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|A Briefing on NFPA 92 - Standard for Smoke Control Systems|
Issue 51: A Briefing on NFPA 92 - Standard for Smoke Control Systems
By Randolph W. Tucker, P.E., FSFPE
In the NFPA Annual 2011 cycle, the Technical Committee on Smoke Management Systems merged NFPA 92A1 and 92B2 into a new document, Standard for Smoke Control Systems.3 This article is a brief history of NFPA 92A and NFPA 92B and an overview of the new standard.
In the Beginning
During the mid-1970s, atrium design became prevalent, and with this architectural design approach became the need to address the management of smoke in these spaces. In 1985, the NFPA standards council established two subcommittees of the Technical Committee on Air Conditioning to prepare documents to address smoke movement in buildings.
The first edition of NFPA 92A was published in 1988 as the Recommended Practice for Smoke-Control Systems. Its scope was "smoke management using smoke barriers, airflows, and pressure differences to confine smoke movement to the area of origin." In 2006, it became the Standard for Smoke-Control Systems Utilizing Barriers and Pressure Differences.
The purpose of 92A was to provide methods to:
The design objectives were presented as:
The standard offered five basic design approaches to achieve the purpose and objectives:
The standard provided requirements related to building equipment and controls, smoke control system design documentation, and system testing. Annex materials offered examples of stairwell pressurization system design, types of HVAC systems, fire fighters' smoke control station (FSCS) considerations, advisory information on system acceptance testing, and information reference material.
The first edition of NFPA 92B was published in 1991 as the Guide for Smoke Management Systems in Malls, Atria, and Large Areas. Its scope was to "provide methodologies for estimating the location of smoke within large-volume space or in an adjacent space." In 2005, it became the Standard for Smoke Management Systems in Malls, Atria, and Large Areas.
The purpose of 92B was to either:
The design fundamentals presented addressed:
The standard also addressed calculation procedures to be followed, algebraic equations, requirements for equipment and controls, system acceptance testing, and design documentation to be provided. The Annex of 92B provided explanatory material, methods for predicting the rate of heat release of fires, explanation and use of t-squared fires, example problems demonstrating the use of the equations in NFPA 92B, zone and CFD fire models, additional design objectives, considerations regarding smoke stratification, comparison of the equations presented, and informational references.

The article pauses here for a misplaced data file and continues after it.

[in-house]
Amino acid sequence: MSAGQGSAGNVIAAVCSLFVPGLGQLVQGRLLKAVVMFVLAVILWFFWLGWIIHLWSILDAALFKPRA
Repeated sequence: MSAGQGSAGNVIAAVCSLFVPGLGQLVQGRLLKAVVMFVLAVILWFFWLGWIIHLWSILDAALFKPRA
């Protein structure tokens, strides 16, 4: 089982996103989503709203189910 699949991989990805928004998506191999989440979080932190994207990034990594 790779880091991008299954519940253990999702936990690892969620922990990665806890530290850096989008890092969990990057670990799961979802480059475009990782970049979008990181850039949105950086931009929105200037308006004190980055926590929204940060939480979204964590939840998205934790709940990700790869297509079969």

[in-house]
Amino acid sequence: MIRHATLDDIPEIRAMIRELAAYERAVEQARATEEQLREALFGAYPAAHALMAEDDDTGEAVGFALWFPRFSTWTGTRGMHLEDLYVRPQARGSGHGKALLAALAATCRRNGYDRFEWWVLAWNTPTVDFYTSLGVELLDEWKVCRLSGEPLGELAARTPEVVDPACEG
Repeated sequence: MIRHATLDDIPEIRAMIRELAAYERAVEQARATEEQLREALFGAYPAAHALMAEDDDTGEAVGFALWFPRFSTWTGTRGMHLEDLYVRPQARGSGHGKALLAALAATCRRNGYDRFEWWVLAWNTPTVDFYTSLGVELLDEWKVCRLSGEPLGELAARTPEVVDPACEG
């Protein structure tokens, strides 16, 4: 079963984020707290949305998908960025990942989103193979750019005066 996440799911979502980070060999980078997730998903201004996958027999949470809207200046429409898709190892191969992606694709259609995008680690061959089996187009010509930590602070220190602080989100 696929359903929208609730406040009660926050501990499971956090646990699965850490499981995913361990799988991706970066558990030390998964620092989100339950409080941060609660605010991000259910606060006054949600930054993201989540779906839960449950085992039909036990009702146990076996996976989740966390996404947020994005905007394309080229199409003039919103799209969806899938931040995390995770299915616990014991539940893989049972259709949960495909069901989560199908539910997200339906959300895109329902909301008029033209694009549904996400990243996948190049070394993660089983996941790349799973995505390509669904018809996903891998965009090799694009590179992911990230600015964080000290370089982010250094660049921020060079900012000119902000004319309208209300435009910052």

Introducing the New NFPA 92
In the creation of the NFPA 92, the directive to the technical committee was to blend the NFPA 92A and 92B without making technical changes to their intent. In many cases, this allowed existing wording to be carried over into the new document intact and in its previous location. In others, existing wording was retained, but located in a more appropriate location. While there were several sections that were moved as well as modified, the committee was careful not to change the intent of the requirements from the previous documents.
So, what is new with the merged NFPA 92? First will be the name. The new document's title is Standard for Smoke Control Systems. Why the name change? Smoke control captures both the concepts of "smoke management" and "smoke containment" systems.
The scope of NFPA 92 is: the design, installation, acceptance testing, operation, and ongoing periodic testing of smoke control systems.
The new standard has five stated purposes to accomplish one or more of the following:
The standard offers two design objectives, either to contain the smoke to the zone of origin by establishment and maintenance of pressure differences across smoke zone boundaries or to manage the smoke within a large-volume space and any unseparated spaces that communicate with the large volume space.
The basis of design of systems is covered in five approaches, one for smoke containment systems and four for smoke management systems. The smoke containment approach may be followed for:
The other four approaches are for smoke management systems and include:
Chapter 4, "design fundamentals," from the two predecessor documents have been merged into a new Chapter 4 of NFPA 92. Chapter 5 of NFPA 92A, "smoke control systems and applicability," has also been relocated to Chapter 4 of NFPA 92.
The calculation procedures of Chapter 5 of NFPA 92B are still in Chapter 5 of NFPA 92 and are supplemented with the information previously in Chapter 6 of NFPA 92B.
Chapters 6, 7, and 8 have been recast as follows:
All of the previous annex material from both 92A and 92B has been retained and reorganized. As such, the document now has ten annexes.
Randolph W. Tucker, P.E., FSFPE, is with CCRD Partners.
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